The Ghana Armed Forces (GAF) has inaugurated a Hepatitis Project at the 37 Military Hospital, which seeks to create awareness, and provide medical attention for military personnel.
The project is built upon the National Hepatitis Policy, established by the Ministry of Health in 2015, to provide responses to hepatitis challenges in the country.
A statement signed by Major A. G Pabi, Hospital Public Relations Officer and copied to the Ghana News Agency in Accra, said that the Hepatitis Project is a major step towards providing “education on viral hepatitis transmission, presentation, and treatment”.
The project covers vaccination, which is a prevention strategy to protect people against Hepatitis B.
The project includes screening of personnel in uniform and non-uniform and dependants, to determine the viral hepatitis burden within the GAF, as well as initiate treatment for persons diagnosed as positive.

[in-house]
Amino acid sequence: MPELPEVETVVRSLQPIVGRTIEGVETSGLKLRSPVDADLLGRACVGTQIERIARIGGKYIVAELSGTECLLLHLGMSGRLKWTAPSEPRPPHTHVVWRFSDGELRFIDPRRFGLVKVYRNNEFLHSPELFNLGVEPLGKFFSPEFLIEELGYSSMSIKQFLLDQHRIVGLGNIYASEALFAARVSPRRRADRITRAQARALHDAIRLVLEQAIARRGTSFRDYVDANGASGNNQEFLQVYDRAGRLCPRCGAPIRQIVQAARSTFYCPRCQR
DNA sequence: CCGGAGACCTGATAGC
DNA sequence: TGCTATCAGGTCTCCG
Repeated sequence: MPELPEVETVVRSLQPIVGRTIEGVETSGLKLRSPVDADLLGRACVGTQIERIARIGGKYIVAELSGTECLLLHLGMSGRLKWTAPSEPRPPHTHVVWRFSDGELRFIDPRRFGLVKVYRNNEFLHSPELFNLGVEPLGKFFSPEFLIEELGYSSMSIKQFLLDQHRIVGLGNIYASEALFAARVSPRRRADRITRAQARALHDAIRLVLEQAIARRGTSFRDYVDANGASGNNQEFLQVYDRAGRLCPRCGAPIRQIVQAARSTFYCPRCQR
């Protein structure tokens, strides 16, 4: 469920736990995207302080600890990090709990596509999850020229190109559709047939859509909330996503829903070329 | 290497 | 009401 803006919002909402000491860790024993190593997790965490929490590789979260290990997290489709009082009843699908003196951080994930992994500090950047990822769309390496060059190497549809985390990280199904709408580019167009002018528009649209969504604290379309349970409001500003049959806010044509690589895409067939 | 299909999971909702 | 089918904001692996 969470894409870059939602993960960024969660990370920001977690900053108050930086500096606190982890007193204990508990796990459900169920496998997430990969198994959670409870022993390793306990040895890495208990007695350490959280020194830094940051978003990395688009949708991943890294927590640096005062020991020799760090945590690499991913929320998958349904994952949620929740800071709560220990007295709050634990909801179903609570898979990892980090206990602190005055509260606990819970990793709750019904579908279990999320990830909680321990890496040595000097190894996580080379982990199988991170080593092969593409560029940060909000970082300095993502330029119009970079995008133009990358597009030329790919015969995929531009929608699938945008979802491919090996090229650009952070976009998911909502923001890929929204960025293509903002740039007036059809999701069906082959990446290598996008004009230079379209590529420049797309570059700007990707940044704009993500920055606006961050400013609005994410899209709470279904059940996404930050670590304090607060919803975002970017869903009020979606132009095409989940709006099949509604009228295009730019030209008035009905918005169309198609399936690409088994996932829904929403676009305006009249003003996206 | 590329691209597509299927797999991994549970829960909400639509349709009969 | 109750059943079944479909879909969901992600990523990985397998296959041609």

It also includes vaccination activities for persons who are Hepatitis B negative, and non-immune and counselling on viral hepatitis transmission prevention for persons who are Hepatitis C virus negative.
The statement said approximately four million of Ghana’s 28 million people have the disease, a national rate greater than 8 per cent, which is more than four times the national prevalence of HIV.
Viral hepatitis (Hepatitis B and C) is a potentially life threatening liver infection and chronic disease, which leads to the development of liver cancer and liver cirrhosis, which results in early death.
The project would lead to the initiation of disease awareness programmes, screening, training healthcare providers on diagnostic protocols, improving access to laboratory diagnostics in the military, access to innovative treatments and development of military prevalence data.